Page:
They are also budget friendly when you compare their features and capabilities. The latest technology of developing created a new groundwork in the world of skates. That way the new skaters can quickly learn how to become better and how to practice for professional tournaments. It is widely popular, and that is the main reason why you will see at least one Alien skateboard in any skate park in the world.
Skateboard decks width is probably one of the most important factors to consider when buying a deck.  Decks typically range from 7.25-8.5″.  7.5″,7.75″, and 8.0″ tend to be the standard widths if most decks and the general rule is that the bigger your feet are the wider the deck you should get.  Thinner decks are slightly easier to flip, however they are harder to land on due to the decreased surface area.  This is a tradeoff you have to consider, but the typical rule of thumb for younger guys is that you get wider decks the more advanced and larger you get.  Street skaters typically also like smaller decks as they are easier to navigate and carry around in crowded cities and areas.

Keep in mind how tall you are when choosing a board width. Also consider the kind of style you wish to skate. Most technical skaters (the ones who incorporate advanced flip tricks... like Rodney Mullen) tend to favor boards between 7.5 and 7.75 regardless of how tall or small they happen to be. The upper hand of having a thin board allows for quick rotation. The other side of the spectrum is the "go big" skaters (Jamie Thomas is a classic example of a "go big" guy). Most "go big" guys favor size 8.0 and up. The advantage of a wide heavy board feels more stable under your feet while in mid air and while landing (especially those who have big feet). If your a kid you might want to just stick with a 7.66 or smaller.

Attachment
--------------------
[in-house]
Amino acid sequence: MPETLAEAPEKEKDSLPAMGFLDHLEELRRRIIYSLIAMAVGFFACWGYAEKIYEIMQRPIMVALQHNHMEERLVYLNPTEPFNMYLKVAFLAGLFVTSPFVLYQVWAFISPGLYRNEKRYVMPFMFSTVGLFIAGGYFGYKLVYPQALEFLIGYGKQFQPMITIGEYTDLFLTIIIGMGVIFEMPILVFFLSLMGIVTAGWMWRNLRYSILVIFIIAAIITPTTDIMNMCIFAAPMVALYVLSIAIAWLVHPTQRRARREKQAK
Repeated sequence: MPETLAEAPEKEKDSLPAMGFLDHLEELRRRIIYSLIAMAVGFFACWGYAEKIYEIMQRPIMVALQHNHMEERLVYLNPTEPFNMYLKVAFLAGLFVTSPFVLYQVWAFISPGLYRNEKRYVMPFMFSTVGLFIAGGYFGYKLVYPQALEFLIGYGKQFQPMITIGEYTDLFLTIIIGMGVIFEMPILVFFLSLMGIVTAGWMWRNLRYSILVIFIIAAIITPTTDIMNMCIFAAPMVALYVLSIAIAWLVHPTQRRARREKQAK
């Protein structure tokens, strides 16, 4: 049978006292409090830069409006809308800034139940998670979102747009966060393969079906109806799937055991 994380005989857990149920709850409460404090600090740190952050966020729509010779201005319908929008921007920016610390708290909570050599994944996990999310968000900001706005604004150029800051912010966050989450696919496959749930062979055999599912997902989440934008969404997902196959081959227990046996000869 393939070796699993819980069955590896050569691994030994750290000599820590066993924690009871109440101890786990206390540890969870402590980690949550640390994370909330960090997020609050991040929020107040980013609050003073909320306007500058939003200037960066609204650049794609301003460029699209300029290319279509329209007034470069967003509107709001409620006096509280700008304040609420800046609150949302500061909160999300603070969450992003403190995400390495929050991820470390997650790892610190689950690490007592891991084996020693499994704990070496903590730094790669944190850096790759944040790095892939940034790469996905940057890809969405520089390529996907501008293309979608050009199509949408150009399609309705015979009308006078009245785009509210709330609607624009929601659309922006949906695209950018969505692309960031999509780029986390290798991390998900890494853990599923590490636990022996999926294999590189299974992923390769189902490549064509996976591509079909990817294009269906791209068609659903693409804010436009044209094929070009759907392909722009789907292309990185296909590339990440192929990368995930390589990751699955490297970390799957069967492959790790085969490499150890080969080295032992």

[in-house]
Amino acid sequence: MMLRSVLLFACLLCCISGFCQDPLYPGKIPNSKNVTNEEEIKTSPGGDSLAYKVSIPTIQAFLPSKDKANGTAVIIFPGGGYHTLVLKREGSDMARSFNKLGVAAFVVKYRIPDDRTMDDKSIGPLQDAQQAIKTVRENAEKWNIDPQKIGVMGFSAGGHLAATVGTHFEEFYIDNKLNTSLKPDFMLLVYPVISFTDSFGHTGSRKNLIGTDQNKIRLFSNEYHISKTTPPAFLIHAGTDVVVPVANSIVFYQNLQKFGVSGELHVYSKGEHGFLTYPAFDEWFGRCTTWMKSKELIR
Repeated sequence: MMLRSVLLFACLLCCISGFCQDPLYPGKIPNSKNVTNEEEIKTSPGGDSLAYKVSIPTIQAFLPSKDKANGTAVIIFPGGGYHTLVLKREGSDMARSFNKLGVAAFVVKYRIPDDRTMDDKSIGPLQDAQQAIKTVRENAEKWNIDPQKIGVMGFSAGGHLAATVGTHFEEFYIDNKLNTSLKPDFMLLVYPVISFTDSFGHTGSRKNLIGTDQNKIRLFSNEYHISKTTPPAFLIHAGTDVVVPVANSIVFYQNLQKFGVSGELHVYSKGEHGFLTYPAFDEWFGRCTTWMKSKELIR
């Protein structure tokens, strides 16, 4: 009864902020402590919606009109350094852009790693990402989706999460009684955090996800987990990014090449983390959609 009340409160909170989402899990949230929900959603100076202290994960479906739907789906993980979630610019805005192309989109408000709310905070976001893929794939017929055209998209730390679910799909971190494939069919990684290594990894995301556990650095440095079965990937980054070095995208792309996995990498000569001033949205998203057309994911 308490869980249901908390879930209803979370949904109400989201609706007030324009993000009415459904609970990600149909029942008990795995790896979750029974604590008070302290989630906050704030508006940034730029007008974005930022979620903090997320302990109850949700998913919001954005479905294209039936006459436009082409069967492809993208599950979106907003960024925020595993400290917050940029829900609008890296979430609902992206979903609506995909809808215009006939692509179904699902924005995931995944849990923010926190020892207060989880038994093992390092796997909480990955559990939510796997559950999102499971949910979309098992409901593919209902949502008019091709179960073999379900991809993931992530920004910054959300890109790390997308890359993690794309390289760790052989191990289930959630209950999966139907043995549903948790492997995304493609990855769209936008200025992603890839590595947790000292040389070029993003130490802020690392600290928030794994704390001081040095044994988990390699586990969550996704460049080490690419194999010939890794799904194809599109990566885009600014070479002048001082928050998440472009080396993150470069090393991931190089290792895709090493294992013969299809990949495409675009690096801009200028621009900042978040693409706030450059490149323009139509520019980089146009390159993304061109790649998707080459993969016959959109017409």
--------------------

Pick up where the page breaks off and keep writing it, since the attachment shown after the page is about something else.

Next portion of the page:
Remember don't get those cheap skateboards from Walmart. They won't hold up to any skating and can break from a single ollie that is landed improperly. I know they are cheap, but 2 cheap boards a week for a few weeks adds up to the price of 2 or 3 expensive boards. These boards are also heavier and slow which makes them much more difficult to do tricks on.
Decks come in a variety of shapes and sizes. You can choose a mini-board, a cruiser, a drop-through, or a standard deck for your favorite set of wheels and hardware. Widths range too from a few inches with a 22-inch board to the wide size of a true cruiser. Some decks are flat as possible while others are significantly concave for optimized turning. You can buy a deck with artwork and grip tape already attached for a quick install or you can get a bare-bones wooden deck to truly customize.
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